The math isn't terribly complex. The formula for an ellipse is x^2 / a^2 + y^2 / b^2 = 1 where a and b are the lengths of the major and minor axes, which are constant. You need to find x for a given y which is sqrt ( a^2 * (1 - y^2 / b^2) ) . This will get you the x,y offset from the center of the left oval and the length of the line is constant. Use the sine function to animate your y values and it should look good.

Edit:

Sorry about that, my comment about a and b should have mentioned that you had them reversed. Also, you have to use the y coordinate relative to the center of the oval.

Multiplying a number by itself is faster than using Math.pow when you are squaring it.

        // a should be half the width
        float a = (leftOval.right - leftOval.left) / 2;
        // and b half the height
        float b = (leftOval.bottom - leftOval.top) / 2;

        float yCenter = (leftOval.top + leftOval.bottom) / 2;
        float xCenter = (leftOval.right + leftOval.left) / 2;

        float x1 = (float) getXForOval(a, b, top + 150, xCenter, yCenter);
        float y1 = top + 150;
        float x2 = x1 + 50;
        float y2 = y1;

        Log.d("coords",
                "compute: " + getXForOval(a, b, top + 50, xCenter, yCenter)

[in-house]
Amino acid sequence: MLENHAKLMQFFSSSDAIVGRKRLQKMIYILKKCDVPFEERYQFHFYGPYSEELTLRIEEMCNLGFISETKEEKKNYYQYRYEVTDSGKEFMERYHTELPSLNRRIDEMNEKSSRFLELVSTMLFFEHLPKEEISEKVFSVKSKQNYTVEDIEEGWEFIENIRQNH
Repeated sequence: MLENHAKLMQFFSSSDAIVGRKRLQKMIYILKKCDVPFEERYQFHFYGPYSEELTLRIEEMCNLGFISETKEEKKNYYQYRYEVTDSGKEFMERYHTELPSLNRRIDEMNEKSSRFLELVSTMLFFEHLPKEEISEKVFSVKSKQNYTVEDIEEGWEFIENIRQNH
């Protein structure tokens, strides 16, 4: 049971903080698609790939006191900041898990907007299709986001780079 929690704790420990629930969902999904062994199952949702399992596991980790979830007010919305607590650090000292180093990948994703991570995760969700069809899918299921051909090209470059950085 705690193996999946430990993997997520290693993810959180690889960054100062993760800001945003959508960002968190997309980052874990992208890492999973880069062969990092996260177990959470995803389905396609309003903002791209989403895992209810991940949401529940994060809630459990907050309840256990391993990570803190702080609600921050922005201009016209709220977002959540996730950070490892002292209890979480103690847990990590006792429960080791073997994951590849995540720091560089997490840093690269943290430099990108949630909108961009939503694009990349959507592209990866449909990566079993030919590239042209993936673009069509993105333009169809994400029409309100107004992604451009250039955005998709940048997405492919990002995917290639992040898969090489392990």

+ "");

        Log.d("coords", "leftOval.top: " + leftOval.top + "");
        Log.d("coords", "leftOval.bottom: " + leftOval.bottom + "");

        Log.d("coords", "leftOval.right: " + leftOval.right + "");
        Log.d("coords", "leftOval.left: " + leftOval.left + "");

        Log.d("coords", "a: " + a + "");
        Log.d("coords", "b: " + b + "");
        Log.d("coords", "x1: " + x1 + "");
        Log.d("coords", "y1: " + y1 + "");
        Log.d("coords", "x2: " + x2 + "");
        Log.d("coords", "y2: " + y2 + "");

        canvas.drawLine(x1, y1, x2, y2, paint);
    }
}

private double getXForOval(float a, float b, float y, float xCenter,
        float yCenter) {
    // sqrt ( a^2 * (1 - y^2 / b^2) )

    // calculation based on values relative to the center
    float yOffset = y - yCenter;

    // @formatter:off 
    return Math.sqrt( 
                    Math.abs( 
                        a * a *    (   1 -  
                                                ( (yOffset * yOffset) / (b * b) ) 
                                            ) 
                            ) 
                    ) + xCenter; 
   // @formatter:on
}

Respondido 28 ago 11, 10:08

Android draws ovals with rectangles, does this mean that a is height of the rectangle, and b is the width? +1 - javamonkey79

@javamonkey half the height and half the width. - IronMensan

@javamonkey Sorry about that, a is half the width and b is half the height - see edit - IronMensan

I am very appreciative of your help, however, I pasted in what you put above and it still does not work. The computed x value is not crazy large, but it is still not right. - javamonkey79

The final value must be added to the xCenter, this solves it. Thanks. - javamonkey79

I dont know of any calls that let you get points of the drawn object.

I would write a function to loop for how ever many lines need to be drawn and and just have a bit of math to find your xStart and xEnd coordinates of the line.

Respondido 28 ago 11, 01:08